The Wind on My Fists………

It is bone chilling cold outside, with wind chills headed to record lows for this part of the country and I am thinking about this past year on my Harley. A little arthritis, a new lens prescription and a loss of some strength in my surgically repaired thumb all combine to remind me that I am on the downhill slide from those magic years when I was a Centurion charged with the responsibility of leveling the playing field for the folks in my little piece of the world. Occasionally, I am asked why I ride a motorcycle, particularly as I get closer to the age of 70. It is a fair question. Let’s jump in…….

Motorcycles are honest. By that I mean there is no anonymity when you are astride the iron horse. Mistakes and poor judgement are oh so obvious to those around you in their climate controlled steel cages. The stakes for miscalculations on a motorcycle are high, a very good incentive to maintain situational awareness and alertness. Situational awareness and alertness have served me well through my years in the military and patrol uniform.

Motorcycles challenge you physically. It is imperative you maintain a measured degree of physical fitness if you are going to horse around a 700 pound motorcycle. Drop your guard and park a motorcycle on a slight downhill grade and the reward is bulging eyeballs and the beginning of a hernia as you strain to push it backwards. Depending on the height of your bike, the balancing act at a stop light can be a challenge. Dexterity is required to manipulate the controls that require both hands and feet, often simultaneously, to keep the the machine in motion and upright. When I returned to cycling, after a long hiatus, the focus at the gym shifted from “toning” to strength conditioning. This never a bad thing.

Motorcycles eliminate distractions. You do not ride a motorcycle and enjoy a nice double shot, vanilla latte, while chatting on the cellphone, all the while impervious to the heat, cold or precipitation outside of your car or truck. You are able to enjoy the multi-sensory experience of the open road and concentrate on riding defensively through the countryside. Have you ever driven cross country in a car and arrived in a daze not remembering much if anything about the trip? This seldom happens on a motorcycle as you do not have the luxury of disengaging your brain. You see things that car drivers do not.

Motorcycles attract an interesting and entertaining subset of Americana. I have met some of the nicest folks who share a passion for riding. Motorcyclists back their well known hands down wave with an interest in their fellow cyclists, seldom passing a bike on the side of the road without turning around and offering assistance. After acquiring my first Harley a few years back, I stopped for fuel and could not get the fuel cap off. The mechanic at the shop where I took delivery was a gorilla, and had put some effort into securing the gas cap tightly on my machine. [Remember, I have arthritic thumbs!]. Two fellow riders soon stopped at the pumps and seeing my distress, ambled over to where I was standing. I explained the situation and one of these fellows, himself a hulk of a man, unscrewed the cap with considerable effort. I suspect the strongest bond between fellow cyclists is their degree of risk adversity. If you are totally risk adverse, motorcycles are not for you. Timidity and under confidence will get you hurt and the ride will be less than memorable. On the other hand over confidence will also prematurely end your motorcycle experience.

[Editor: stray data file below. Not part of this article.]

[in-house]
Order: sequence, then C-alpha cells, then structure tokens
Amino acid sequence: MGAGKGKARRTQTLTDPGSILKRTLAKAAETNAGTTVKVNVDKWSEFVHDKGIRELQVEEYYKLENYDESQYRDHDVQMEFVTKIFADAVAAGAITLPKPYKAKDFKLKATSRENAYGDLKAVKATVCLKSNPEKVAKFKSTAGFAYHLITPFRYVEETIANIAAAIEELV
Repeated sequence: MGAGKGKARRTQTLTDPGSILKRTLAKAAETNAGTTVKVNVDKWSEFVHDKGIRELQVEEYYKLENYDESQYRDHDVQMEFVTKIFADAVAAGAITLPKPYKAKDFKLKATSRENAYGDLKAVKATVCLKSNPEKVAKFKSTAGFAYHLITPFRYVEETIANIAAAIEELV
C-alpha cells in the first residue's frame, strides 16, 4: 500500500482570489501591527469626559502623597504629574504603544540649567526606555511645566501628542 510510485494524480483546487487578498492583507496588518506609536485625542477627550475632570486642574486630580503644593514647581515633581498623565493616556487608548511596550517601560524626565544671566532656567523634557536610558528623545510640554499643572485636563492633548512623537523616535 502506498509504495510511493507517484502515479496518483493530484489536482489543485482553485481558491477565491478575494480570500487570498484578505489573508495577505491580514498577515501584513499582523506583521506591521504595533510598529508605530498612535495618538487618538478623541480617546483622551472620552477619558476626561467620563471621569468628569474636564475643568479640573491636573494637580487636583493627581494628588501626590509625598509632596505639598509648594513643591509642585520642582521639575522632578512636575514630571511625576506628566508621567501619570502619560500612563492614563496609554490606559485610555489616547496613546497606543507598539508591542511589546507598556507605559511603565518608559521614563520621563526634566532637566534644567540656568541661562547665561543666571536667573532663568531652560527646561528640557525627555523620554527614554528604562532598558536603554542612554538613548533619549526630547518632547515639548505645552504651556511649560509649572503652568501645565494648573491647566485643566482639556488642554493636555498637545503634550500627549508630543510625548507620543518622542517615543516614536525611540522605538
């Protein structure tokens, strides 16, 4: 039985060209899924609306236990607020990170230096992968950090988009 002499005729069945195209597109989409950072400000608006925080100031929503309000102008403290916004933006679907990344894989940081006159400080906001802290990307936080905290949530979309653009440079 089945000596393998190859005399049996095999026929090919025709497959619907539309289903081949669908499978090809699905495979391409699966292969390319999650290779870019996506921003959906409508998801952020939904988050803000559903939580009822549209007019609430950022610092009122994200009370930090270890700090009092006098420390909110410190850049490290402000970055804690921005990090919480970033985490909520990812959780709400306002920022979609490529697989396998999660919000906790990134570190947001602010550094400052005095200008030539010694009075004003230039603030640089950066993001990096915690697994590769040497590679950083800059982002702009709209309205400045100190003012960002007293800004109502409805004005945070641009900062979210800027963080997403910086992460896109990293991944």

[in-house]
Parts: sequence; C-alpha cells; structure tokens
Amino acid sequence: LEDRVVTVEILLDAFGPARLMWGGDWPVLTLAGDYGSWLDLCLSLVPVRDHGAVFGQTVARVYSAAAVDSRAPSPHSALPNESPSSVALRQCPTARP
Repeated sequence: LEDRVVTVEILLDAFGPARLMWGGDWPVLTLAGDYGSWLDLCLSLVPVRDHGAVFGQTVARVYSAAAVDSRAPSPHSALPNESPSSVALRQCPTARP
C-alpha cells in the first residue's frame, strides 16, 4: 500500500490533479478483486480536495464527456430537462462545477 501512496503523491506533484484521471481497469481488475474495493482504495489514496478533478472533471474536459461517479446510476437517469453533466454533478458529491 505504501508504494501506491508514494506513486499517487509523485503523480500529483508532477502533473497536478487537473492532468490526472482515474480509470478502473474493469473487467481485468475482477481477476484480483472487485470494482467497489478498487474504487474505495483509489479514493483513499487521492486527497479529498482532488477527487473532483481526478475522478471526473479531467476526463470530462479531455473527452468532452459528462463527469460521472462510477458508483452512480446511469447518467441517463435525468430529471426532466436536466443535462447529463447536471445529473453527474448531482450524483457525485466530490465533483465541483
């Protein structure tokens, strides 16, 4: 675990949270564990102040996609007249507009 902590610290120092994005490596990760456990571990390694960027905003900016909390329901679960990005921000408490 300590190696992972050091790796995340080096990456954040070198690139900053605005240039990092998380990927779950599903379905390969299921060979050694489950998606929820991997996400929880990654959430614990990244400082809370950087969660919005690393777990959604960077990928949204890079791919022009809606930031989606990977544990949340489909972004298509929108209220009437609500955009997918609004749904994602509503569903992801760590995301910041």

Motorcycles are exhilarating. The wind on your fists and the breeze on your knees are refreshing. The “new leather” scent in your family conveyance is replaced with the smell of freshly turned soil and the smoke from every BBQ joint you ride by. You quickly learn to avoid road killed critters, especially unfortunate skunks, as you are up close and personal with the aroma released in their demise. You welcome the smell of a freshly mowed lawn and revel in the wonderful odor of a freshly cut hayfield. Acceleration through the gears and the resulting wind in your face is enchanting as the g-force settles you into the saddle. The symmetry of clutching, shifting and finding your spot on the open road is satisfying in ways that few experience in their automobile.

Motorcycling forges an uneasy truce with the elements. Weather shapes your wardrobe. Leather, the beautiful synthetics available today, heated jackets and gloves, various baklava’s, scarves, heated socks and a variety of functional footwear must be considered when saddling up. It is like hiking, admittedly at a little faster pace. Personally, I wear reflective vests, another consideration as they add a layer of clothing on very hot days. Technology today has given us various “cool” jackets that actually circulate cold water through them for rides in super hot conditions. You become far more aware of this thing called weather.

Finally, I enjoy maintaining vehicles. This affliction dates back to my high school years during which I often washed my car daily, a habit I carried into my years on the Patrol. Motorcycles are intricate but relatively small and I enjoy washing, waxing and tinkering around with them. Today my bike is resting under a dust cover in our garage, ready for the next good riding day. I do not have the mechanical aptitude to go much beyond washing, waxing and detailing the motor equipment under my care, but I derive much satisfaction in those duties. There is a lot of chrome on these things, and road grime can find it’s way into the damndest places……….

These are the reasons I ride. Come to think of it………I am ready for spring!

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